My dad’s carefully worded instructions included, “I usually charge ten dollars, but his wife recently fractured her ankle, and they have more medical bills than they can afford. So charge him three dollars total.” The instructions didn’t end there. “I know what you’re thinking so listen, I decided long ago that for my peace of mind I would maintain my independence. I choose to run my business as I see fit, believing that if I take care of my patients, they will take care of me. They’re our neighbors, not cash registers.”
Okay, lesson received. But the execution turned out to be the tricky part. He came ready to pay more, so he handed me a twenty-dollar bill. Oh goodness, the change must be seventeen. I, too, had come prepared: five- and ten-dollar bills together in my right side suitcoat pocket, and a roll of ones on the left. Being a bank teller couldn’t be that hard—after all, I went to medical school. I took his twenty with my left hand and reached into my right suitcoat pocket for the carefully divided packet of larger bills. I set the twenty on the desk so I could select one five and one ten from the bundle, and put the rest back in the right pocket, while retrieving the one-dollar bills from the left pocket. Holding the fifteen dollars pinched between my little finger and palm, I tried to count two singles, but when they stuck together, I dropped the whole wad of ones on the floor. Scrambling like a pigeon chasing crumbs was ultimately undignified regardless of how impeccably I was dressed.
Then came Mrs. Smith. Mrs. Smith’s young daughter had a skin condition (my worst subject was dermatology, which in my mind is akin to sorcery), and Mrs. Smith wanted the cream my dad had prescribed last time. Once again, I had no idea what she was talking about. I searched and searched for Mrs. Smith’s record and found nothing on her, her husband, or their daughter. In fact, there was only one Smith in the entire file; it was a most uncommon name in that neighborhood. I gave up and called the same dedicated nun, who reluctantly turned the phone over to my dad. “Where is Mrs. Smith’s chart? She wants the cream for her daughter’s rash,” I asked. My dad chuckled, then said, “Look on the chart labeled ‘Prochaska.’ Lillian Prochaska is Lorain Smith’s mother, and all the family’s records are on one chart.” Even Mrs. Smith’s husband and daughter? It almost blew my mind. I recovered the Prochaska family “chart,” three five by eight index cards stapled together, a system from the 1930s when he built his private practice. Definitely not an EMR. It took two seconds to find the magic formula. Not only was the problem solved, but I gained a deeper understanding of the nature of my dad’s private practice.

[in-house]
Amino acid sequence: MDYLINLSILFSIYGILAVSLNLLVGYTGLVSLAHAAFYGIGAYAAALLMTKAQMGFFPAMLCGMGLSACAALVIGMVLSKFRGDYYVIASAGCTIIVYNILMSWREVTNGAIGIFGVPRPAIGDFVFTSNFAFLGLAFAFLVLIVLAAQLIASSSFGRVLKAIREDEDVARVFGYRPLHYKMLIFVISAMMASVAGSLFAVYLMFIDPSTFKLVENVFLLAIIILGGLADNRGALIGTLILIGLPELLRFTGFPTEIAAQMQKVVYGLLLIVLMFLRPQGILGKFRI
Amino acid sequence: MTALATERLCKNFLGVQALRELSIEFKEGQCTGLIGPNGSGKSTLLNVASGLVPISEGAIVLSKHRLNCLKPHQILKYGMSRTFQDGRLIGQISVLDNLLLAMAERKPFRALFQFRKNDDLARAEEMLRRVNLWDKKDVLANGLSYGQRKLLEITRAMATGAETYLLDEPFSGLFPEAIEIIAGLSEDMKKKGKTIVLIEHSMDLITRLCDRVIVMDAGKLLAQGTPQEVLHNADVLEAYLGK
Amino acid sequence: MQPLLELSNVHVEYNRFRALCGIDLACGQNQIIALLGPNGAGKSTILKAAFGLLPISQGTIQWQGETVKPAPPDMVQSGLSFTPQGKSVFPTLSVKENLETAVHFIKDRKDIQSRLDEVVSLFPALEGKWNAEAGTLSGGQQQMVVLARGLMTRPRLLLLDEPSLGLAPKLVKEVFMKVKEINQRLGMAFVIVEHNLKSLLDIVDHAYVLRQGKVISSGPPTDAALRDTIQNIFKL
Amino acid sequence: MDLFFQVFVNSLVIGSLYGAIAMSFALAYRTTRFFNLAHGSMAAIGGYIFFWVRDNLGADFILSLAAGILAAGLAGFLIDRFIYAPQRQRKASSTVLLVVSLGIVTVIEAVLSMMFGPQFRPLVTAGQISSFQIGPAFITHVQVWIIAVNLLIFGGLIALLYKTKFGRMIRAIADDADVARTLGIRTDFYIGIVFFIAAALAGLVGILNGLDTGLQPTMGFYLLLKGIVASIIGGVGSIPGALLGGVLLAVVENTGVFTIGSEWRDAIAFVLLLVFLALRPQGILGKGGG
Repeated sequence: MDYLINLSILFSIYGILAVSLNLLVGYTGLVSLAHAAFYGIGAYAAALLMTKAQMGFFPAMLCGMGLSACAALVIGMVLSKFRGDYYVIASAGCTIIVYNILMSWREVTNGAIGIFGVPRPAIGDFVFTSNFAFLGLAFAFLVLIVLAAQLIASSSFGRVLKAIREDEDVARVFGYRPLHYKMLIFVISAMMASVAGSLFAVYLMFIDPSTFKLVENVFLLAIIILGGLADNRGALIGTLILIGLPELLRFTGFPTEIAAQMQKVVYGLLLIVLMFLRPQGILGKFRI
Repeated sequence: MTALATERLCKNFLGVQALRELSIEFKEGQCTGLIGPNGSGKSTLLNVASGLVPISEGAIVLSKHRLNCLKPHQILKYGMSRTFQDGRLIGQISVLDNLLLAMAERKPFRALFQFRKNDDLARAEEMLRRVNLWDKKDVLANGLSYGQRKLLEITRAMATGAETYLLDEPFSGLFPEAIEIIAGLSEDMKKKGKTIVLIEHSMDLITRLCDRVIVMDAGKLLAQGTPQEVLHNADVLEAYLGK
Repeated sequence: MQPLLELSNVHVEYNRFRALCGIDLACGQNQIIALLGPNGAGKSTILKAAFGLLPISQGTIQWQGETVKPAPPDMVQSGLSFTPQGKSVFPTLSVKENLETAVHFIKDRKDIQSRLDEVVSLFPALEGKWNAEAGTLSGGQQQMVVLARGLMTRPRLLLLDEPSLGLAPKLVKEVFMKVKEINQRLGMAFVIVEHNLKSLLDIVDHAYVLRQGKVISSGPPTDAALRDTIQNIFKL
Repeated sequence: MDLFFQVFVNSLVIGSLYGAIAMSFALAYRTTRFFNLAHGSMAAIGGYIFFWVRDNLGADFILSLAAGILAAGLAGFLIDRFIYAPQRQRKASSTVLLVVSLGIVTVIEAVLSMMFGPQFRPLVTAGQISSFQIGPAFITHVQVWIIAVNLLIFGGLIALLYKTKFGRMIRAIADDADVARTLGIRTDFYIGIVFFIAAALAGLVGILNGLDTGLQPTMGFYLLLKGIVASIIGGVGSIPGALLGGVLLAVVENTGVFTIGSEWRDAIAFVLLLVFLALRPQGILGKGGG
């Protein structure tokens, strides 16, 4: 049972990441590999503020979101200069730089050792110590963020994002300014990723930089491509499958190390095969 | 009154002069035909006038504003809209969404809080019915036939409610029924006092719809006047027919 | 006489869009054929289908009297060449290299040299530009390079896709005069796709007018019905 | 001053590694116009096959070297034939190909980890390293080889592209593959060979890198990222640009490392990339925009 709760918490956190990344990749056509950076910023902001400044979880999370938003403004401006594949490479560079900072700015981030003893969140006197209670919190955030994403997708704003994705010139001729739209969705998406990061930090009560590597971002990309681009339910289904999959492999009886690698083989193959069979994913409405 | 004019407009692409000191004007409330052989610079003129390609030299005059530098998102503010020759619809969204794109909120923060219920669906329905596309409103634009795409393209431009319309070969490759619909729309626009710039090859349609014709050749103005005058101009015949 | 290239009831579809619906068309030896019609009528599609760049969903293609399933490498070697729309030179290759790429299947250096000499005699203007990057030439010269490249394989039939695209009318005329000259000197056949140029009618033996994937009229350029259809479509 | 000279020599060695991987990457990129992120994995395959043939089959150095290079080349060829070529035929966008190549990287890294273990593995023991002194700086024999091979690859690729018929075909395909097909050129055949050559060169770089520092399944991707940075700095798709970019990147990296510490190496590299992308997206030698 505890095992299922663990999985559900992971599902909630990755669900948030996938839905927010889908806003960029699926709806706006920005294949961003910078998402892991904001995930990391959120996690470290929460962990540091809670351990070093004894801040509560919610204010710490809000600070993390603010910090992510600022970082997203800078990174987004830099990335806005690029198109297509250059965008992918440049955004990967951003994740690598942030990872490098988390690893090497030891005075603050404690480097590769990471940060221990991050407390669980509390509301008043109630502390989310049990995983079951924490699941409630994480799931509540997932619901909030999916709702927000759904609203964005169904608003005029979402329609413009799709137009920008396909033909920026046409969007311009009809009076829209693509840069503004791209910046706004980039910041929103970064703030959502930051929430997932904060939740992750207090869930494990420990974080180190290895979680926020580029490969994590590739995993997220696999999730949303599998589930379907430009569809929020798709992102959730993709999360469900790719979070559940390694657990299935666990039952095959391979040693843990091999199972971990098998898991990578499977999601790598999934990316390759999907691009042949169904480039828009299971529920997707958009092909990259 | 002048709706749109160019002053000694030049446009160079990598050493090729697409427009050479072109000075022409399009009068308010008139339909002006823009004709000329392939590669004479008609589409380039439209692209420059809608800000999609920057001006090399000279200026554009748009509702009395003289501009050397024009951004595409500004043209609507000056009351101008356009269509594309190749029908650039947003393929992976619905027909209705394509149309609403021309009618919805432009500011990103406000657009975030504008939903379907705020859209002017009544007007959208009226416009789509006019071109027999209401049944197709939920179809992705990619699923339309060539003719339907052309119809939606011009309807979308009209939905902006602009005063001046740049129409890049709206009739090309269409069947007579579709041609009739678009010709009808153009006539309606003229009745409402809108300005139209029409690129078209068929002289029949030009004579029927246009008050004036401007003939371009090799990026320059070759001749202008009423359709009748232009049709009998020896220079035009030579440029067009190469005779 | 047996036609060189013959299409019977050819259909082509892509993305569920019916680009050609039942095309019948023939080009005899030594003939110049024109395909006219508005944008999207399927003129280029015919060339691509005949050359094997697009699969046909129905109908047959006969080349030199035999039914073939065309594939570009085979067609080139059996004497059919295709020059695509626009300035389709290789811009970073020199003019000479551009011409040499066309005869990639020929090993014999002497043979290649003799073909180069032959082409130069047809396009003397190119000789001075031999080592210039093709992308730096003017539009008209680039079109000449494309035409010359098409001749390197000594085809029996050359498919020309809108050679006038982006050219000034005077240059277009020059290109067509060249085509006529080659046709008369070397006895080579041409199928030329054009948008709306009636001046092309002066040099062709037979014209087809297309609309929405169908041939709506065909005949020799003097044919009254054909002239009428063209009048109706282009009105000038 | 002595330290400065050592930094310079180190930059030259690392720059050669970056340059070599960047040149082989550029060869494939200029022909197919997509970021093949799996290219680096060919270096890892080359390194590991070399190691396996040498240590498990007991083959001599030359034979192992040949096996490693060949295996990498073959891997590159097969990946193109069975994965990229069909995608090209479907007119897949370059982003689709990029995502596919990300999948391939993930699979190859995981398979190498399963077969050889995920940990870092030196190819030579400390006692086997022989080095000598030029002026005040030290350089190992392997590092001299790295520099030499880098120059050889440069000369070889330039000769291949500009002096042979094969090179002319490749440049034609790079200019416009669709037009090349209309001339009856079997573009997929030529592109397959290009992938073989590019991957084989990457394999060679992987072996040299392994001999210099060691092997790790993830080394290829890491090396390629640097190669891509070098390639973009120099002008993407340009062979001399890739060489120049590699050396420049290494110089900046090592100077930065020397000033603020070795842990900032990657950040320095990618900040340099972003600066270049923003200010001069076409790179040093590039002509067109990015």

Twelve years later, my parents went to the Art Institute on a Sunday in January. When they came home my dad shoveled the drive free of snow so he could make rounds the next day, but the next morning he didn’t wake up. Dr. Bobby Wroten waited in the All Saints doctors’ lounge until I finished my case, then told me my dad had died. I took the last plane that landed that afternoon before O’Hare was closed due to a gigantic snowstorm, and then caught the last cab home. Three days later O’Hare had just reopened, and outside the funeral home across the street from my dad’s office, the plowed snow was piled six feet high on the sides of every street, including down the middle of busy Cermak Avenue; the sidewalks were barely passable, and it was 26 degrees. Once upon a time, an acquaintance had insisted that the number of people who came to a funeral depended on the weather. The line of people who came to bid my dad farewell filled the funeral home and stretched outside more than a block long. The viewing lasted past closing, well into the night.
That was my first experience with my dad’s “family practice” and medicine in the sixties.